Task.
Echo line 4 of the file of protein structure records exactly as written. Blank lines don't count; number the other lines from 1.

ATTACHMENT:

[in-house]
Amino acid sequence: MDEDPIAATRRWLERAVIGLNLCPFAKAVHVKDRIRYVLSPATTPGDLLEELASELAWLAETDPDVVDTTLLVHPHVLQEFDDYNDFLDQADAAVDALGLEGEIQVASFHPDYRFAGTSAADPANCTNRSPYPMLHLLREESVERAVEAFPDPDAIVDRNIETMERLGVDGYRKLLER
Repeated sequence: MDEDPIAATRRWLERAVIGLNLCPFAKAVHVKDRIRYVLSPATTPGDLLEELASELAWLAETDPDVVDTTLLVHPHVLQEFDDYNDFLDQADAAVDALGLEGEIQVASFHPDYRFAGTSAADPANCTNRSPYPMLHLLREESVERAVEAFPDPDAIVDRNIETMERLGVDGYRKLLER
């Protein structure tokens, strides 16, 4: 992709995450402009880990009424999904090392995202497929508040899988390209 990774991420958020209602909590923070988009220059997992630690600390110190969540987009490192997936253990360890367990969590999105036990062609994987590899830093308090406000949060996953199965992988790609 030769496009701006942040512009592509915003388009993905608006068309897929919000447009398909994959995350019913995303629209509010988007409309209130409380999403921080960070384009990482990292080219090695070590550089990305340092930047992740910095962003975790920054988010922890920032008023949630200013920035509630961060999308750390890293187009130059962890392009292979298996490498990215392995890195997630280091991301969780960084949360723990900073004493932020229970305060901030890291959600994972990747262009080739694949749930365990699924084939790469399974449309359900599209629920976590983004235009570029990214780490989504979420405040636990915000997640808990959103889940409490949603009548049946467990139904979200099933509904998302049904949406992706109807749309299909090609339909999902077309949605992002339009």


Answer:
């Protein structure tokens, strides 16, 4: 992709995450402009880990009424999904090392995202497929508040899988390209 990774991420958020209602909590923070988009220059997992630690600390110190969540987009490192997936253990360890367990969590999105036990062609994987590899830093308090406000949060996953199965992988790609 030769496009701006942040512009592509915003388009993905608006068309897929919000447009398909994959995350019913995303629209509010988007409309209130409380999403921080960070384009990482990292080219090695070590550089990305340092930047992740910095962003975790920054988010922890920032008023949630200013920035509630961060999308750390890293187009130059962890392009292979298996490498990215392995890195997630280091991301969780960084949360723990900073004493932020229970305060901030890291959600994972990747262009080739694949749930365990699924084939790469399974449309359900599209629920976590983004235009570029990214780490989504979420405040636990915000997640808990959103889940409490949603009548049946467990139904979200099933509904998302049904949406992706109807749309299909090609339909999902077309949605992002339009």